The Rundown: Clinton News

The Rundown: Clinton News

High speed internet in Clinton hits a roadblock, and more from recent Clinton council meeting

By Raven Nyman

On Nov. 13, the Village of Clinton held a meeting to allow the public to address a request to establish a cannabis store at 1300 Cariboo Highway, a location locally known as the “Blue Barn”.

Council had received no written or verbal submissions on the subject, and after just six minutes of public commentary the hearing was ended. Fourteen members of the public were present, and four of them spoke up to voice their opinion.

Ted Pappas asked why the RCMP were not involved or present for the meeting. Council clarified that the public hearing was a forum for council to listen but not respond directly. “We’re not debating this,” said Mayor Susan Swan. “We’re not answering questions.”

Pappas stated that he does not think there is enough population locally to sustain a cannabis store, and asked if the community plans to rely solely on transient business.

“There are detriments to almost any business that’s set up and I wonder if the council and mayor have actually spoken with the RCMP about what their views are about a cannabis store opening up in Clinton and what their concerns are about us being on a highway and perhaps contributing to people being under the influence,” he said.

Pappas also raised concerns about potential aspects of crime associated with cannabis dispensaries in cities like Kamloops, suggesting that if such a business were to set up shop in Clinton, surrounding businesses might also be targeted.

“There’s a lot of aspects to having a cannabis store that need to be fully considered,” he concluded. “I’m not so sure that the trade-off, which is tax revenue, really is enough.”

Former Clinton councillor Wayne Marchant stood to express his support of the proposed store and argued that it could create employment in the community. He praised the requested location and emphasized the surplus of parking spaces.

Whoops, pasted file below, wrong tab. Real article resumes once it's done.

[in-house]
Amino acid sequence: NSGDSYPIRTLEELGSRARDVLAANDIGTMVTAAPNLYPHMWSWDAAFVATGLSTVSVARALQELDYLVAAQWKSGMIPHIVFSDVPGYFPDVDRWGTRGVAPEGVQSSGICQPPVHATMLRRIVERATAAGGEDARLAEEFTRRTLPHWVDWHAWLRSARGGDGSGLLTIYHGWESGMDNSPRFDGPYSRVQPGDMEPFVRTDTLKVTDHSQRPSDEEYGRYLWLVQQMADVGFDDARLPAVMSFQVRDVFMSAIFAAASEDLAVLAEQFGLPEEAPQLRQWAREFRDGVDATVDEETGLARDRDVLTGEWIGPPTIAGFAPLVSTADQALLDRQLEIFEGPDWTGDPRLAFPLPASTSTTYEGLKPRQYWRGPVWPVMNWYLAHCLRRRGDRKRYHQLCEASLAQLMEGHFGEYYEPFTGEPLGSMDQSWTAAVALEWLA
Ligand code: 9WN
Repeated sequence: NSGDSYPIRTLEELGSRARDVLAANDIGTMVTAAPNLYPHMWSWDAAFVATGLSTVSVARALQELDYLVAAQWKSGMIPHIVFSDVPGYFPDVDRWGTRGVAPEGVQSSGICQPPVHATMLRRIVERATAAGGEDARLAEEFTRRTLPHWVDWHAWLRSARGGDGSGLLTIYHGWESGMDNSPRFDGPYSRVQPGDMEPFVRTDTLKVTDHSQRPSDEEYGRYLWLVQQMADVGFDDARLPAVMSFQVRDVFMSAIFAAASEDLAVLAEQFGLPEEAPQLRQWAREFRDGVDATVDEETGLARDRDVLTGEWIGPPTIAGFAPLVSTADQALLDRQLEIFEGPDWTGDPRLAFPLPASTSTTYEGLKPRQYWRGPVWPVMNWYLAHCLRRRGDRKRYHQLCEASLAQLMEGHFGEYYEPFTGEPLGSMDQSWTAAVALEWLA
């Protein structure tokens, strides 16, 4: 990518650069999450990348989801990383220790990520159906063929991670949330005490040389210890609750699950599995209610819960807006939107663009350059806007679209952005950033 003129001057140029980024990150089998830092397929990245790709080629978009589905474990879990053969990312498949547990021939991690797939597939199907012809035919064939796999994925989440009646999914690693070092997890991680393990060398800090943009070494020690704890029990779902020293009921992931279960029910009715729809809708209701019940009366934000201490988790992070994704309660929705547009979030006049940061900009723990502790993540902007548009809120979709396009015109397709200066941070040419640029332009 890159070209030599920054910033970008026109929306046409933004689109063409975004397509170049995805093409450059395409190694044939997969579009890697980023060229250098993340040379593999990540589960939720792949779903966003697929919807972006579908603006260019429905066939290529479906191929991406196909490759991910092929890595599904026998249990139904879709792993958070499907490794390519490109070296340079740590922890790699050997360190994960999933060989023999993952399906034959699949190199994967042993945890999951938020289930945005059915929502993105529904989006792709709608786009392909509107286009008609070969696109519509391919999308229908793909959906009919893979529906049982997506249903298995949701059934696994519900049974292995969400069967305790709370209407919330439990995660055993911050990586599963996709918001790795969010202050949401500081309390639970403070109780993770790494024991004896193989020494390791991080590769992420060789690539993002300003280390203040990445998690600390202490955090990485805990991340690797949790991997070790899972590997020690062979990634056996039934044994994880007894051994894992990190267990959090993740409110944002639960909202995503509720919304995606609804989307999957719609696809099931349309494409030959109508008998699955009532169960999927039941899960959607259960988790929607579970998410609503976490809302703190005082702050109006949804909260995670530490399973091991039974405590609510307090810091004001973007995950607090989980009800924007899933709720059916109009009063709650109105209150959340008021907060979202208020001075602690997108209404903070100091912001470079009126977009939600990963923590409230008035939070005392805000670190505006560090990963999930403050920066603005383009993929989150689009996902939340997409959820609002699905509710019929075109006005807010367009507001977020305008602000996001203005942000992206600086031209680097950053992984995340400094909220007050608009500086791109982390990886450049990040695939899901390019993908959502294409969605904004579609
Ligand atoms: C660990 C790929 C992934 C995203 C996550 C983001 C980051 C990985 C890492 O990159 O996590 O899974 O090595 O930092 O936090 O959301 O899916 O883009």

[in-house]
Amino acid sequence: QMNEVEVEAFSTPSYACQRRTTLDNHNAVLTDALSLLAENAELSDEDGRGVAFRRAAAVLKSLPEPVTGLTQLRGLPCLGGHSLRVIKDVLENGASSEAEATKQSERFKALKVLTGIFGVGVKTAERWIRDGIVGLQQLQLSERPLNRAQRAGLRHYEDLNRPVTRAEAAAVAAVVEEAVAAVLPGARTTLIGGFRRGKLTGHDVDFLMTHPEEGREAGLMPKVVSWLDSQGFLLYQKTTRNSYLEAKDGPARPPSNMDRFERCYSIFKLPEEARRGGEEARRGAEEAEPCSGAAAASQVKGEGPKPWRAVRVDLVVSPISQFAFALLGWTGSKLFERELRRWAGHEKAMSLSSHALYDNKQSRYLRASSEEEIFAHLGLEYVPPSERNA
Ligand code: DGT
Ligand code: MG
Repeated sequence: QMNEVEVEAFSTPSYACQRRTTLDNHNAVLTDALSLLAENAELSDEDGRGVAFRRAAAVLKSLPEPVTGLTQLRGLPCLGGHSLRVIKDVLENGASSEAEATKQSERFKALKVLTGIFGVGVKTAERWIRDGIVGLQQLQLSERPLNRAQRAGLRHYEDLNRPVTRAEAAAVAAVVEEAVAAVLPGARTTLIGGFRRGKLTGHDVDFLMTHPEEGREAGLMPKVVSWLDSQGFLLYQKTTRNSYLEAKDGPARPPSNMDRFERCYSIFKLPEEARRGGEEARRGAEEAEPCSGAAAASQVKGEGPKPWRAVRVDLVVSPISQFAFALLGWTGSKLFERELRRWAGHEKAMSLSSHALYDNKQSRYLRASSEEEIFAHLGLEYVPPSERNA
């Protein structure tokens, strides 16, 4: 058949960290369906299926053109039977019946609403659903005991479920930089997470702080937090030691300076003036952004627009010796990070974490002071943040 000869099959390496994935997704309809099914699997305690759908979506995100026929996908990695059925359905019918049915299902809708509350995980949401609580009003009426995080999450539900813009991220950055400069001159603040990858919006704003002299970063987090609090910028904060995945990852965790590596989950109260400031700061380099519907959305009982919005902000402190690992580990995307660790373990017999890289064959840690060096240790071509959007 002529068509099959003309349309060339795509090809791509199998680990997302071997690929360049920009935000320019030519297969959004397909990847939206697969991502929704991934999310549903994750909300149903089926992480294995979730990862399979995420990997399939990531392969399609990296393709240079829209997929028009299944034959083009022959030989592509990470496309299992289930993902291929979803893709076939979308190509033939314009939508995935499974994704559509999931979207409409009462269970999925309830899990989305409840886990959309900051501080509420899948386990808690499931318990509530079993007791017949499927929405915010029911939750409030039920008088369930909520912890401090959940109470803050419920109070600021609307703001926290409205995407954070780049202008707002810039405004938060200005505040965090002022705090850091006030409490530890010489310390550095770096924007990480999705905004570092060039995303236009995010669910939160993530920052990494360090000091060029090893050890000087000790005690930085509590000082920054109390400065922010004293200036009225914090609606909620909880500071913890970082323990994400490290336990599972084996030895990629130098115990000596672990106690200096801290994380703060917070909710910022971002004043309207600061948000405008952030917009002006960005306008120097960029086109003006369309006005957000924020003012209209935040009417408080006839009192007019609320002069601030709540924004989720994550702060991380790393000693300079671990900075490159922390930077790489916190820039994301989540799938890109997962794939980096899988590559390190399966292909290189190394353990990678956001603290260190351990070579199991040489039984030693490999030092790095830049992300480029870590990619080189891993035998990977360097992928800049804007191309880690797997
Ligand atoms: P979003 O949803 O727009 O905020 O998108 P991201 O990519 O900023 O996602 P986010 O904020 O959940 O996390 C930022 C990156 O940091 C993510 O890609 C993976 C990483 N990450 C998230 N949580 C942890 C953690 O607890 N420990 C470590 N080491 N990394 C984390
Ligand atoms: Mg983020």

Former Clinton mayor Robin Fennell also spoke up in support of the proposed business. “I’m in favour of this,” he said. “I’d like to be able to go down there and maybe there’s something that will help me.”

Resident Neil Clare was also in favour of the proposed store and called the location ideal, adding that the illegal marijuana trade has brought more “crime and chaos” than legalization.

The regular meeting began with no additions to the agenda and all Village councillors and members of staff in attendance.

Proceeding with the evening’s question period, Pappas directed inquiries to council regarding the Village’s Community Forest, which Mayor Swan said council had heard before. Pappas was adamant about his inquiry, though, stating that he does not believe the Village has had appropriate input in its agreement with the Community Forest.

“I still don’t think you have actually sought your own legal opinion of this matter,” he said.

Council approved two funding requests within the Village. Mayor Swan noted that the Clinton Annual Ball Committee’s early request for their annual event in May was setting the bar high for other organizations by applying for aid so far in advance. This observation was met with a response from a member of the gallery, who muttered that her own organization was told not to apply for such requests until the New Year.

Moving on to administrative reports, council approved the first, second, and third readings of the Fire Department Remuneration Bylaw. Council also voted to adopt the Village’s updated Travel Expense Policy, before the evening’s delegated speaker arrived, at which point the regular meeting came to a halt.

Falko Kadenbach of ABC Communications was there to update the community on the development of fibre optic high-speed internet access, informing council that at this time, full fibre optic access through ABC Communications is not an option for Clinton.

“We ran into a couple of issues,” said Kadenbach, who explained that a lot of the community’s current infrastructure is old and requires updates that ultimately crushed the project’s initial business model.

“We have a lot of infrastructure updates that need to happen in order for the fibre to be strung,” said Kadenbach, confirming that ABC can’t proceed as planned. “That’s the bad news.”